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Archive for October, 2014



Chun Hua Catherine Dong's performance at M:ST Festival: she pinched her forehead with water until there was a dark red dot appearsChun Hua Catherine Dong's performance at M:ST Festival: while bending her body with tension, she continued pinching her forehead with water until there was a dark red dot appearsChun Hua Catherine Dong's performance at M:ST Festival: she carefully put a teapot on her head
Lost-Twelve-Years-Chun-Hua-Catherine-Dong-07Chun Hua Catherine Dong's performance at M:ST Festival: she poured ink from the teapot to her arched back to create lines, and then she straightened her back and stood stillChun Hua Catherine Dong's performance at M:ST Festival: she shot her head and heart with ink repetitively until she ink ran outChun Hua Catherine Dong's performance at M:ST Festival: she shot her head and heart with ink repetitively until she ink ran out

20 minutes at M:ST Performative Art Festival, Oct 9, 2014, at Tuck Contemporary Art in Calgary, Canada

Setting: there is a Chinese traditional painting on floor in an empty space, a tea pot on the right, a water gun on the left. i stand on the Painting, facing audiences and holding a bowl of water.

1. i slowly turn my head to right, slightly bend,  pinching my forehead between my eyebrows with water untill there is a dark red dot appears.

2. i continue pinching my forehead while bending my body with tension.

3. i pick a porcelain spoon in the bowl and scratch my neck firmly with rhythms until a dark red line appears from my lower chin to upper chest.

4. i replace the teapot with the bowl, i carefully lift the teapot and posit it on my head. i turn my back, slowing fixing my hair while lowing the teapot to my neck, and then i start to pour ink from the teapot to my arched back to create a line. After the ink was gone, i straighten my back and stand still,  I suddenly shake my head; the teapot smashes to pieces.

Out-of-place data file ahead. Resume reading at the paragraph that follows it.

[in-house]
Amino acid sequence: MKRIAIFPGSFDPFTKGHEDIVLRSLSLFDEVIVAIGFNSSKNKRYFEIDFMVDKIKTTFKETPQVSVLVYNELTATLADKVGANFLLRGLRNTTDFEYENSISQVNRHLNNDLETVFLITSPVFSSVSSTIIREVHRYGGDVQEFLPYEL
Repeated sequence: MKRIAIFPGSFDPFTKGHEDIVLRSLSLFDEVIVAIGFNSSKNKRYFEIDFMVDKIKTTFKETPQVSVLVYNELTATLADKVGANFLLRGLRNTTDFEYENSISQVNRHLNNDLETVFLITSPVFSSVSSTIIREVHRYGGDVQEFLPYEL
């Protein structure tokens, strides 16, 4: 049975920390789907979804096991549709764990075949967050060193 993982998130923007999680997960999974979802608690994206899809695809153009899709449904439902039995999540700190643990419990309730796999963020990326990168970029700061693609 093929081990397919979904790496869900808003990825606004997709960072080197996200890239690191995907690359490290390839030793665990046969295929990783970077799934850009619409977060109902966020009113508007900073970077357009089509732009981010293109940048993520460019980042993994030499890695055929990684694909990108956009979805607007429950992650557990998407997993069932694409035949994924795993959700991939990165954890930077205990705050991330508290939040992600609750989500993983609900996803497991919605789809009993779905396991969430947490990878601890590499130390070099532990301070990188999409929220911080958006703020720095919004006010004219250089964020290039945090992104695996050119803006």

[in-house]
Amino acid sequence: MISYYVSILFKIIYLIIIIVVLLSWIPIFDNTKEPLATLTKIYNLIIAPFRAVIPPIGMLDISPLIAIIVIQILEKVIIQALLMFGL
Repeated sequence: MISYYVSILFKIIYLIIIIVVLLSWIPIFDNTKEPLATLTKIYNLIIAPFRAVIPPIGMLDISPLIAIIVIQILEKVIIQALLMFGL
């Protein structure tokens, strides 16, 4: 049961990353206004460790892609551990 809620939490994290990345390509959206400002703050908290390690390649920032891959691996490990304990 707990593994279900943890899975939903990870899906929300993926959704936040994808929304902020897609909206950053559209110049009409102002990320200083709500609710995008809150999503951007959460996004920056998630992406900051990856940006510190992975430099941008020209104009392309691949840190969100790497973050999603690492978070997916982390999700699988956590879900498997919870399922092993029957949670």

5. I turn my body back to face audiences again, knee on the painting, lift the water gun. i  point to my head and shoot, and then i point to my heart and shoot. at the beginning, the shooting is gentle and slow, and then it become faster and faster. the action of shooting my head and heart are repeated until the ink in the water gun runs out.

photo credit: Tanya Doody

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My First Teddy (I)


My-First-Teddy-Chun-Hua-Catherine-Dong-02My-First-Teddy-Chun-Hua-Catherine-Dong-01Chun Hua Catherine Dong collected stuffed animals, cut their mouths one by one and take portraits of themChun Hua Catherine Dong collected stuffed animals, cut their mouths one by one and take portraits of themMy-First-Teddy-Chun-Hua-Catherine-Dong-07My-First-Teddy-Chun-Hua-Catherine-Dong-03Chun Hua Catherine Dong collected stuffed animals, cut their mouths one by one and take portraits of themChun Hua Catherine Dong collected stuffed animals, cut their mouths one by one and take portraits of them

I collected stuffed animals, cut their mouths one by one and took portraits of them

 

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Chun Hua Catherine Dong's performance work, Husbands and I, exhibits at Art Museum at University of Toronto, as part of Contact Photography Festival in 2014Chun Hua Catherine Dong's performance work, Husbands and I, exhibits at Art Museum at University of Toronto, as part of Contact Photography Festival in 2014Chun Hua Catherine Dong's performance work, Husbands and I, exhibits at Art Museum at University of Toronto, as part of Contact Photography Festival in 2014Chun Hua Catherine Dong's performance work, Husbands and I, exhibits at Art Museum at University of Toronto, as part of Contact Photography Festival in 2014

installation: video, digital prints, bed, side tables, and lamps

performance: 12 hours, May 15-17, 2014, at Art Museum at University of Toronto, Toronto as part of exhibition Through the Body, CONTACT Festival, Art Museum at University of Toronto, Toronto, curated by Matthew Brower, Fu Xiaodong & Yan Zhou

I started the Husbands and I performance in 2009; I wore my Chinese traditional dress, walking on streets in Vancouver and asking white males to have photo taken with me by suggesting them to be my husband for a minute. I have had photo with 325 men. In September 2010, I advertised myself in various media as “an exotic, compliant and artistic Asian girl, looking for a white husband who would like to take me to his home and live with him for a day as his mail order bride.” I lived with men who responded my advertise a day. This performance ended in June 2011.